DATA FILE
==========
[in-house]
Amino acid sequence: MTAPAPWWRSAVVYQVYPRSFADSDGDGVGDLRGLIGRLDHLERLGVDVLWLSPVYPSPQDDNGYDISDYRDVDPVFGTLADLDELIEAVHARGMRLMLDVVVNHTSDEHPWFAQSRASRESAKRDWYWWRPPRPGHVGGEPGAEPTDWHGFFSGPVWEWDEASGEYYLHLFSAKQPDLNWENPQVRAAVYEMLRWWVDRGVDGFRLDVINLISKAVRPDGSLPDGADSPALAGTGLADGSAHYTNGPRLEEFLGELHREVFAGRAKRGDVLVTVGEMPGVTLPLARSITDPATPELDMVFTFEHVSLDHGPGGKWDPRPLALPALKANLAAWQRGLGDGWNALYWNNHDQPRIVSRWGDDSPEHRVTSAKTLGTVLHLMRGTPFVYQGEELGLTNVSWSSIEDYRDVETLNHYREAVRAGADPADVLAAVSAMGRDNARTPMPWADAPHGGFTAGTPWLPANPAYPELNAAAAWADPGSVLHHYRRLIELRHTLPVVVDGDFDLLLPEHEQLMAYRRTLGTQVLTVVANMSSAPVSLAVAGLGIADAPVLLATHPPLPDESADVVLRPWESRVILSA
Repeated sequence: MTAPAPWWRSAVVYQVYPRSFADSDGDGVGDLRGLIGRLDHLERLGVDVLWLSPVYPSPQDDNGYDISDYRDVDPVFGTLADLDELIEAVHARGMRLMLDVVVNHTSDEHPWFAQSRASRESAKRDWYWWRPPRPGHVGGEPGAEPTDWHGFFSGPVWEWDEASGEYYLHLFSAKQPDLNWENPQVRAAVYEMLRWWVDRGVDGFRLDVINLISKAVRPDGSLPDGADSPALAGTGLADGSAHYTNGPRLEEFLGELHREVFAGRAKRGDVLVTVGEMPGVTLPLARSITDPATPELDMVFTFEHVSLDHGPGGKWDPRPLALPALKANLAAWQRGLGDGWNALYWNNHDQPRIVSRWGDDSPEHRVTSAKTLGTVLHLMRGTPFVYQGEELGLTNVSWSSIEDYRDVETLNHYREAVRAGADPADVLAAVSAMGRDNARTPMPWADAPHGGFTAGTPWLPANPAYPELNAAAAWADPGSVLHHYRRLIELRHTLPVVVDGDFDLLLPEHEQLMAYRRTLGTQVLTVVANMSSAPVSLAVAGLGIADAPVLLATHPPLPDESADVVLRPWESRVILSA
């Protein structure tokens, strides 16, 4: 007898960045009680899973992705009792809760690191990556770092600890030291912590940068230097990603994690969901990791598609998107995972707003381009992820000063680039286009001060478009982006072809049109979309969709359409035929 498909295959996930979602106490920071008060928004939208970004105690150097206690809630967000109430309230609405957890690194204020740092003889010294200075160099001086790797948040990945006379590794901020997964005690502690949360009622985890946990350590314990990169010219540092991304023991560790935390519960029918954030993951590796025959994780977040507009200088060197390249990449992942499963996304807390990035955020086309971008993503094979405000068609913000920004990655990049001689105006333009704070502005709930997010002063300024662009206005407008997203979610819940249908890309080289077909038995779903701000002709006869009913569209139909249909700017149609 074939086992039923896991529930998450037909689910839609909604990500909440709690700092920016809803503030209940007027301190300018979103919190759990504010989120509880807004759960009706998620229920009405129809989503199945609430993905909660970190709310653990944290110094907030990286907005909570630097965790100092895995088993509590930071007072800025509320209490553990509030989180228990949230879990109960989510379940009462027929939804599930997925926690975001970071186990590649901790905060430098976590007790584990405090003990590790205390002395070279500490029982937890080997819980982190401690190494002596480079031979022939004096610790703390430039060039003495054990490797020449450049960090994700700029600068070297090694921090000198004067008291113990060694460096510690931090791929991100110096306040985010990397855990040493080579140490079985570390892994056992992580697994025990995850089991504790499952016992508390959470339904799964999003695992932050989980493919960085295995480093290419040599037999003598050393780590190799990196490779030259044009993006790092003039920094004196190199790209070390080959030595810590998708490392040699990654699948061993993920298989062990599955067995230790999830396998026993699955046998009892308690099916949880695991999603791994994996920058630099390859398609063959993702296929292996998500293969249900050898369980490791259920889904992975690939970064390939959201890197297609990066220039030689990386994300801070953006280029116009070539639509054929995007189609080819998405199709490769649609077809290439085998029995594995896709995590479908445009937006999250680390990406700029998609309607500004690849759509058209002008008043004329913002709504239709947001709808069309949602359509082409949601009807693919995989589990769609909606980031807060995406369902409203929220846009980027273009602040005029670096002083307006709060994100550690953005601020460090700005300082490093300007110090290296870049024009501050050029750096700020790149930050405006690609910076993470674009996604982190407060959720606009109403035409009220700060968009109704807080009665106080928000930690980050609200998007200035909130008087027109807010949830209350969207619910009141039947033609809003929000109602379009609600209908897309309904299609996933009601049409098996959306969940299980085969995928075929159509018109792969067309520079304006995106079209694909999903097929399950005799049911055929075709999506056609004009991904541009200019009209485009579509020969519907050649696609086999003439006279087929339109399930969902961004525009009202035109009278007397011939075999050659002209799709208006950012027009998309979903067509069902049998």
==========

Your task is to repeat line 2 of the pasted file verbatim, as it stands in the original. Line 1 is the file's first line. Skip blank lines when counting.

Amino acid sequence: MTAPAPWWRSAVVYQVYPRSFADSDGDGVGDLRGLIGRLDHLERLGVDVLWLSPVYPSPQDDNGYDISDYRDVDPVFGTLADLDELIEAVHARGMRLMLDVVVNHTSDEHPWFAQSRASRESAKRDWYWWRPPRPGHVGGEPGAEPTDWHGFFSGPVWEWDEASGEYYLHLFSAKQPDLNWENPQVRAAVYEMLRWWVDRGVDGFRLDVINLISKAVRPDGSLPDGADSPALAGTGLADGSAHYTNGPRLEEFLGELHREVFAGRAKRGDVLVTVGEMPGVTLPLARSITDPATPELDMVFTFEHVSLDHGPGGKWDPRPLALPALKANLAAWQRGLGDGWNALYWNNHDQPRIVSRWGDDSPEHRVTSAKTLGTVLHLMRGTPFVYQGEELGLTNVSWSSIEDYRDVETLNHYREAVRAGADPADVLAAVSAMGRDNARTPMPWADAPHGGFTAGTPWLPANPAYPELNAAAAWADPGSVLHHYRRLIELRHTLPVVVDGDFDLLLPEHEQLMAYRRTLGTQVLTVVANMSSAPVSLAVAGLGIADAPVLLATHPPLPDESADVVLRPWESRVILSA